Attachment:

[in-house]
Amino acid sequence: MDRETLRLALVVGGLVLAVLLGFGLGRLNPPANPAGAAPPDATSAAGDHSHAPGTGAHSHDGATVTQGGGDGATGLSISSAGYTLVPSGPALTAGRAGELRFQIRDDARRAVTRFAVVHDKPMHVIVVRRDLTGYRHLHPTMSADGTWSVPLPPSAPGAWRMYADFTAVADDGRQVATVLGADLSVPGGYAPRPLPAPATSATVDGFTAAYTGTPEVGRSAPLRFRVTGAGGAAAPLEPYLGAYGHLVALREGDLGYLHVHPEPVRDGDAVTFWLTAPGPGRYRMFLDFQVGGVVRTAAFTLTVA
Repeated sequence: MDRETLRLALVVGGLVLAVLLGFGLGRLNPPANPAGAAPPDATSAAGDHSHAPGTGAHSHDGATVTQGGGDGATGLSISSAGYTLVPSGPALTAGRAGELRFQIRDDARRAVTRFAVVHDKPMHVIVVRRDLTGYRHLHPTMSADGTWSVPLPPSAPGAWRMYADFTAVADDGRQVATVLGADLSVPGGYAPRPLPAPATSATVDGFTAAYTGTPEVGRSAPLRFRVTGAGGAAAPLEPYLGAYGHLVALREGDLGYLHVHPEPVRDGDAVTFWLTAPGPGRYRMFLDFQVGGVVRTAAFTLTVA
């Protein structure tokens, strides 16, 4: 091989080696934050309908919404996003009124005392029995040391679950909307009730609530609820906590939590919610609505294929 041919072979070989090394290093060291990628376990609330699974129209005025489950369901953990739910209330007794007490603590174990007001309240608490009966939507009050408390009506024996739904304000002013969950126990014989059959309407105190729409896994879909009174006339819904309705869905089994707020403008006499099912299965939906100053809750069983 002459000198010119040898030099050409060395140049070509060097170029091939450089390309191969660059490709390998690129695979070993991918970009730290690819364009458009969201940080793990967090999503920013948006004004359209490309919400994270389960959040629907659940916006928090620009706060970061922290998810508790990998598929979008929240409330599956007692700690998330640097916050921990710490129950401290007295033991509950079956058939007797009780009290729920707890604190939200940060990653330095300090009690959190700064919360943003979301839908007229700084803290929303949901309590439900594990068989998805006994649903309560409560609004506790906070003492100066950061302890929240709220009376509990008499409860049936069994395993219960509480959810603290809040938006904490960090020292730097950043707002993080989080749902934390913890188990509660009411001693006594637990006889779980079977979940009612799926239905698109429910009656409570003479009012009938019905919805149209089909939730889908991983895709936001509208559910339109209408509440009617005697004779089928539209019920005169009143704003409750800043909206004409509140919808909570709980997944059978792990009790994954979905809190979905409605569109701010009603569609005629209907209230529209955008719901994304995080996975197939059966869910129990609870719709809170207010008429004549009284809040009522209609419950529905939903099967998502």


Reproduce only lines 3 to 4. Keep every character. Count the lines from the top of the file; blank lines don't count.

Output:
Repeated sequence: MDRETLRLALVVGGLVLAVLLGFGLGRLNPPANPAGAAPPDATSAAGDHSHAPGTGAHSHDGATVTQGGGDGATGLSISSAGYTLVPSGPALTAGRAGELRFQIRDDARRAVTRFAVVHDKPMHVIVVRRDLTGYRHLHPTMSADGTWSVPLPPSAPGAWRMYADFTAVADDGRQVATVLGADLSVPGGYAPRPLPAPATSATVDGFTAAYTGTPEVGRSAPLRFRVTGAGGAAAPLEPYLGAYGHLVALREGDLGYLHVHPEPVRDGDAVTFWLTAPGPGRYRMFLDFQVGGVVRTAAFTLTVA
């Protein structure tokens, strides 16, 4: 091989080696934050309908919404996003009124005392029995040391679950909307009730609530609820906590939590919610609505294929 041919072979070989090394290093060291990628376990609330699974129209005025489950369901953990739910209330007794007490603590174990007001309240608490009966939507009050408390009506024996739904304000002013969950126990014989059959309407105190729409896994879909009174006339819904309705869905089994707020403008006499099912299965939906100053809750069983 002459000198010119040898030099050409060395140049070509060097170029091939450089390309191969660059490709390998690129695979070993991918970009730290690819364009458009969201940080793990967090999503920013948006004004359209490309919400994270389960959040629907659940916006928090620009706060970061922290998810508790990998598929979008929240409330599956007692700690998330640097916050921990710490129950401290007295033991509950079956058939007797009780009290729920707890604190939200940060990653330095300090009690959190700064919360943003979301839908007229700084803290929303949901309590439900594990068989998805006994649903309560409560609004506790906070003492100066950061302890929240709220009376509990008499409860049936069994395993219960509480959810603290809040938006904490960090020292730097950043707002993080989080749902934390913890188990509660009411001693006594637990006889779980079977979940009612799926239905698109429910009656409570003479009012009938019905919805149209089909939730889908991983895709936001509208559910339109209408509440009617005697004779089928539209019920005169009143704003409750800043909206004409509140919808909570709980997944059978792990009790994954979905809190979905409605569109701010009603569609005629209907209230529209955008719901994304995080996975197939059966869910129990609870719709809170207010008429004549009284809040009522209609419950529905939903099967998502």